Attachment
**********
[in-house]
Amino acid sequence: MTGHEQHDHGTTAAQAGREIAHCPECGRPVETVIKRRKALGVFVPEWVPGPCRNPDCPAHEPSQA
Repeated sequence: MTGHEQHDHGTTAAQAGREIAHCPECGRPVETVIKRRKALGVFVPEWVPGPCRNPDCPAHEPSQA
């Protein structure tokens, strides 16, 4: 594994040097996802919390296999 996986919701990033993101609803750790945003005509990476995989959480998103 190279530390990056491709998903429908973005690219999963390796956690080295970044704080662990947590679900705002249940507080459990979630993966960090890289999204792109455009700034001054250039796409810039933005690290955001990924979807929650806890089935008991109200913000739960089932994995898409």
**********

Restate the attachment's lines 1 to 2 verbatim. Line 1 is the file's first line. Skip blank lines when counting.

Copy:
[in-house]
Amino acid sequence: MTGHEQHDHGTTAAQAGREIAHCPECGRPVETVIKRRKALGVFVPEWVPGPCRNPDCPAHEPSQA